Christine Li:

wonderful with chia pudding, I'm sure.

Ricki Heller:

Always to pudding.

Christine Li:

Always. Yeah. So what we will make sure to link all of those books and resources and programs in the shownotes. For you, Ricky, and I believe you have a free gift for our listeners as well. Could you talk about that?

Ricki Heller:

Sure. It's called three simple shifts to stay on track now. And it's for again, people who have found it challenging perhaps in times of COVID to stay on their healthful diet, and it's three shifts that you can make. It's at Ricki heller.com. So just my name wikihow.com forward slash, three simple shifts. So it's the number three and the words simple shifts, and they can find it there.

Christine Li:

Okay, wonderful. Thank you, Ricky, you are a joy and a genius and such a good friend. Thank you so much for coming on the show and teaching us today.

Ricki Heller:

Thank you so much for inviting me.

Christine Li:

We'll see you soon everyone. Tune in to the next episode. Bye. Thank you for listening to this episode of The make time for success podcast. If you enjoyed what you've heard, you can subscribe to make sure you get notified of upcoming episodes. You can also visit our website make time for success podcast.com for past episodes, show notes and all the resources we mentioned on the show. Feel free to connect with me over on Instagram too. You can find me there under the name procrastination coach. Send me a DM and let me know what your thoughts are about the episodes you've been listening to. And let me know any topics that you might like me to talk about on the show. I'd love to hear all about how you're making time for success. We'll talk to you soon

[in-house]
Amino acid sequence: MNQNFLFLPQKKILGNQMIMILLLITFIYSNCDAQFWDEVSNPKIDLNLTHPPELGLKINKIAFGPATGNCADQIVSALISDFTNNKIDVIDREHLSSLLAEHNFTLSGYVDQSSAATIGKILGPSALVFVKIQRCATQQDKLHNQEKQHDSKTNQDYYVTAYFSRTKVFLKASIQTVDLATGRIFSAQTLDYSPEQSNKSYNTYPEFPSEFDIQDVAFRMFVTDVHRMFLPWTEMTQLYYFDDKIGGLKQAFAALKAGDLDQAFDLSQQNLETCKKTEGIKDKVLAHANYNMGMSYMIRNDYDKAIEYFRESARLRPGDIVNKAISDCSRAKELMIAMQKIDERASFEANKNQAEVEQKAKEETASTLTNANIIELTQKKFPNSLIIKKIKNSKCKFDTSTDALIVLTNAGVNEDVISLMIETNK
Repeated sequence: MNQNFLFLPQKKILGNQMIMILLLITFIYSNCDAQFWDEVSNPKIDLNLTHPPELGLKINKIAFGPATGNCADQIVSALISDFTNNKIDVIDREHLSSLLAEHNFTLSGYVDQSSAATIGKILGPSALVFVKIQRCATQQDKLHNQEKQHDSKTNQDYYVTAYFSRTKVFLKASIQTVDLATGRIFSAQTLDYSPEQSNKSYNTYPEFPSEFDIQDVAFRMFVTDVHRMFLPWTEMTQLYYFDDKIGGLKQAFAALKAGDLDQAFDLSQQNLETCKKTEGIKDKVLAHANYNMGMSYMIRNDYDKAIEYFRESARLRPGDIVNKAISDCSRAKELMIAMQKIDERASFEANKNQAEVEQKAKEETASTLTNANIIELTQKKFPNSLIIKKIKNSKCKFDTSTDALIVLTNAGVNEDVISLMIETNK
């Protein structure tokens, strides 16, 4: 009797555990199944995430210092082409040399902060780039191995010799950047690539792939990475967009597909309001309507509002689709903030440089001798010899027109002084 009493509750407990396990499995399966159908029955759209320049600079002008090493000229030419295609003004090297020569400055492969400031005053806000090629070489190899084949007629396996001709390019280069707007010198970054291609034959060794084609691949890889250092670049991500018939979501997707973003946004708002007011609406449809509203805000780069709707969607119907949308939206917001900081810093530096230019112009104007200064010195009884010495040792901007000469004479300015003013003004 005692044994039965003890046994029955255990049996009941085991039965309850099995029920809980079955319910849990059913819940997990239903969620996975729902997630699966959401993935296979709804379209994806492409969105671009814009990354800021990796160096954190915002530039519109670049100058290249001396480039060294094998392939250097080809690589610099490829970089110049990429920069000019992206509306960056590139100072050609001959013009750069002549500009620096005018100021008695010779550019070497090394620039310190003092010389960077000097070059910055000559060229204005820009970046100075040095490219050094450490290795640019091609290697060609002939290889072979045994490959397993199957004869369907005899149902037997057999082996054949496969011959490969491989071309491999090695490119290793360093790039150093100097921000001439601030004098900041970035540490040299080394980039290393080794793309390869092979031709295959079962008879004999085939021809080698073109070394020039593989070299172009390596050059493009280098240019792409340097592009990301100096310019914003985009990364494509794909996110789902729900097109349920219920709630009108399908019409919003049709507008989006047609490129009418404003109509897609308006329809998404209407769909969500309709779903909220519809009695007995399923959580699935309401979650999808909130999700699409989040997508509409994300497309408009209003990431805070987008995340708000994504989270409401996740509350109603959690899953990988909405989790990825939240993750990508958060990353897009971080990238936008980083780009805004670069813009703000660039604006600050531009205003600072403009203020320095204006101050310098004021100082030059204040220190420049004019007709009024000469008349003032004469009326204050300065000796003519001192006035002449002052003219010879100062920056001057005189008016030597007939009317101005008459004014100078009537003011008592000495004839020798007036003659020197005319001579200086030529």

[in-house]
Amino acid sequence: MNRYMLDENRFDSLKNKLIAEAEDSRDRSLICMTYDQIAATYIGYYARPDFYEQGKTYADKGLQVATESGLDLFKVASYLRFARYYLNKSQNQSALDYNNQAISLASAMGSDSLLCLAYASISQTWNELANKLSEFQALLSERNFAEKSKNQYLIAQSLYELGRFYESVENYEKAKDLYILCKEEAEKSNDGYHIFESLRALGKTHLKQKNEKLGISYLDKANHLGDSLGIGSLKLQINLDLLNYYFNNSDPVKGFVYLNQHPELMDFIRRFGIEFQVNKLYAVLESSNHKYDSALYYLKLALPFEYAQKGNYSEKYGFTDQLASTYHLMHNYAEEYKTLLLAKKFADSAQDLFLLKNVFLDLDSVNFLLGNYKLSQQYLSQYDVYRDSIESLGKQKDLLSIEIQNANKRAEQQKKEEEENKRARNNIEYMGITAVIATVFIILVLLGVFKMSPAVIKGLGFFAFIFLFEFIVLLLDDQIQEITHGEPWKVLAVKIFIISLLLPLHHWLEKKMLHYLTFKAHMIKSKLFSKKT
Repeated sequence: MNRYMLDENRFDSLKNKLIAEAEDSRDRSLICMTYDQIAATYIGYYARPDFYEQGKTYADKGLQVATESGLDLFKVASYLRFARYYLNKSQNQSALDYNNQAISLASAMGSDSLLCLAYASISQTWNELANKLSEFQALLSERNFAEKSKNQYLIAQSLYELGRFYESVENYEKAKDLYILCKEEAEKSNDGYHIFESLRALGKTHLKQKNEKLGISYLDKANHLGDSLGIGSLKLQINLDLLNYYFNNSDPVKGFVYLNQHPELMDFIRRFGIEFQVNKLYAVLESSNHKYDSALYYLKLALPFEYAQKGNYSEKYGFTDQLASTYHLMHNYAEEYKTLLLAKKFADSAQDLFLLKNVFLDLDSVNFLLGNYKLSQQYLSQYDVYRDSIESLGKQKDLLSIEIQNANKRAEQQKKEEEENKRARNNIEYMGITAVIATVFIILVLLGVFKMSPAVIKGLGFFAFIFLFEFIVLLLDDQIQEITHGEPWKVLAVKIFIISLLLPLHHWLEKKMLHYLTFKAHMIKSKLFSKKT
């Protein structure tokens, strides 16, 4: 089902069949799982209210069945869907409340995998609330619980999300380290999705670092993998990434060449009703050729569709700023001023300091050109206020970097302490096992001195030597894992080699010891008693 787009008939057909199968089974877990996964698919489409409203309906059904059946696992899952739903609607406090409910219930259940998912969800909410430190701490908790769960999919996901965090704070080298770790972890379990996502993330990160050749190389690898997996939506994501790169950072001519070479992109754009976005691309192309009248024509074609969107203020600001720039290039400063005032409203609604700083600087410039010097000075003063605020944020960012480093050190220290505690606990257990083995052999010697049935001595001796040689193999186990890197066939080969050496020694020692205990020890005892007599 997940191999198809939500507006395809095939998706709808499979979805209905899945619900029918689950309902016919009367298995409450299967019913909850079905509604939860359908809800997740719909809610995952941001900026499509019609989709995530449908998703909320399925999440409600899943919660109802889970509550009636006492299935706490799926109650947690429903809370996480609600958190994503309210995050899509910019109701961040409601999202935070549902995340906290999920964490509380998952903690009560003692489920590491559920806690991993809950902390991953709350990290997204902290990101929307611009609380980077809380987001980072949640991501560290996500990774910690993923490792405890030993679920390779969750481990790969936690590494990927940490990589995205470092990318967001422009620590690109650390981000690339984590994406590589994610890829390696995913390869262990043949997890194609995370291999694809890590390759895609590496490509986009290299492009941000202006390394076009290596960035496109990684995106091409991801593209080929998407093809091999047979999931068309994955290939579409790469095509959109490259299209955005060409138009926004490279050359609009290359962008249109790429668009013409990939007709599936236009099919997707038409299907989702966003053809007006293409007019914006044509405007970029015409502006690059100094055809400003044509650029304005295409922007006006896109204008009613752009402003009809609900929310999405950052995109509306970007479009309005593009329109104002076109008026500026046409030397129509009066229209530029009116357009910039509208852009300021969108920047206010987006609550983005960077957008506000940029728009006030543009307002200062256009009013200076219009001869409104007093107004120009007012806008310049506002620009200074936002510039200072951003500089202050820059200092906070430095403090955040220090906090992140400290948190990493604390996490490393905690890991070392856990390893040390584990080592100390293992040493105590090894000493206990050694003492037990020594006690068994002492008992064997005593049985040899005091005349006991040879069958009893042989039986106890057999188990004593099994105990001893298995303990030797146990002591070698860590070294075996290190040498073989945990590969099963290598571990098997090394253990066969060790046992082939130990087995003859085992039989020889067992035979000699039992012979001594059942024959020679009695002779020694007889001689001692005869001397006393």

Ricki Heller

Healthy Eating Coach, Educator and Writer

Ricki Heller, R.H.N, PhD, is a healthy eating coach, educator, writer and whole foods recipe developer. Ricki helps people with dietary restrictions love food again without feeling deprived, so they can focus on healing and getting back to living their lives. Through her coaching and online programs, Ricki shares her passion for living well and thriving without sugar, gluten, eggs or dairy. She is also the author of four books including Sweet Freedom, which was recommended by Ellen DeGeneres, and the bestselling guide and cookbook, Living Candida-Free. She contributes regularly to various magazines and websites as well as appearing on TV and podcasts.

Ricki is also a dog mom, pop culture fanatic and die-hard chocoholic. She lives with her husband and two fur babies, Chaser and Zoey, just north of Toronto.